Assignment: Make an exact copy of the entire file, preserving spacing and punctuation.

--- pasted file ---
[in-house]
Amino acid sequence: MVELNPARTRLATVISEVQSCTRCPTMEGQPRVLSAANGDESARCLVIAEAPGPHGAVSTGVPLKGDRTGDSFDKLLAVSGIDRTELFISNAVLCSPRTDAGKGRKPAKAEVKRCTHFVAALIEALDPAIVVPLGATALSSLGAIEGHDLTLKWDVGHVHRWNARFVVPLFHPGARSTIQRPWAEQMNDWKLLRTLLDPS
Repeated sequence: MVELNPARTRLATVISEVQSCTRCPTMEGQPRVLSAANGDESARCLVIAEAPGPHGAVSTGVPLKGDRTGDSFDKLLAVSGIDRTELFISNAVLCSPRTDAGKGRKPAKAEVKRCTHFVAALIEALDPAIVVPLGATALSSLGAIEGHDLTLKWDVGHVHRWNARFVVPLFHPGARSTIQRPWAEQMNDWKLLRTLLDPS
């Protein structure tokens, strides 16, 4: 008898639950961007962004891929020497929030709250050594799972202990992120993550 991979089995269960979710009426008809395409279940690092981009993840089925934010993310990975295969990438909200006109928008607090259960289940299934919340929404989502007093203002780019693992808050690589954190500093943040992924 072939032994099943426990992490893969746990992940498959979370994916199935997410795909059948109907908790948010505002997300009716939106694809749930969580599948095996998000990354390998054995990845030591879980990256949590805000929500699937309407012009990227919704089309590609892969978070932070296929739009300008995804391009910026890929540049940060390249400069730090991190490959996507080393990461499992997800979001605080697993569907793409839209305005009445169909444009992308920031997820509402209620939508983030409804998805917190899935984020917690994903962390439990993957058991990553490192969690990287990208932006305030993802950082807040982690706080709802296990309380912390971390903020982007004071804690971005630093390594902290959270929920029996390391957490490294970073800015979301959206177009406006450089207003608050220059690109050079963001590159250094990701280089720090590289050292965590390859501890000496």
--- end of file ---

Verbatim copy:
[in-house]
Amino acid sequence: MVELNPARTRLATVISEVQSCTRCPTMEGQPRVLSAANGDESARCLVIAEAPGPHGAVSTGVPLKGDRTGDSFDKLLAVSGIDRTELFISNAVLCSPRTDAGKGRKPAKAEVKRCTHFVAALIEALDPAIVVPLGATALSSLGAIEGHDLTLKWDVGHVHRWNARFVVPLFHPGARSTIQRPWAEQMNDWKLLRTLLDPS
Repeated sequence: MVELNPARTRLATVISEVQSCTRCPTMEGQPRVLSAANGDESARCLVIAEAPGPHGAVSTGVPLKGDRTGDSFDKLLAVSGIDRTELFISNAVLCSPRTDAGKGRKPAKAEVKRCTHFVAALIEALDPAIVVPLGATALSSLGAIEGHDLTLKWDVGHVHRWNARFVVPLFHPGARSTIQRPWAEQMNDWKLLRTLLDPS
């Protein structure tokens, strides 16, 4: 008898639950961007962004891929020497929030709250050594799972202990992120993550 991979089995269960979710009426008809395409279940690092981009993840089925934010993310990975295969990438909200006109928008607090259960289940299934919340929404989502007093203002780019693992808050690589954190500093943040992924 072939032994099943426990992490893969746990992940498959979370994916199935997410795909059948109907908790948010505002997300009716939106694809749930969580599948095996998000990354390998054995990845030591879980990256949590805000929500699937309407012009990227919704089309590609892969978070932070296929739009300008995804391009910026890929540049940060390249400069730090991190490959996507080393990461499992997800979001605080697993569907793409839209305005009445169909444009992308920031997820509402209620939508983030409804998805917190899935984020917690994903962390439990993957058991990553490192969690990287990208932006305030993802950082807040982690706080709802296990309380912390971390903020982007004071804690971005630093390594902290959270929920029996390391957490490294970073800015979301959206177009406006450089207003608050220059690109050079963001590159250094990701280089720090590289050292965590390859501890000496």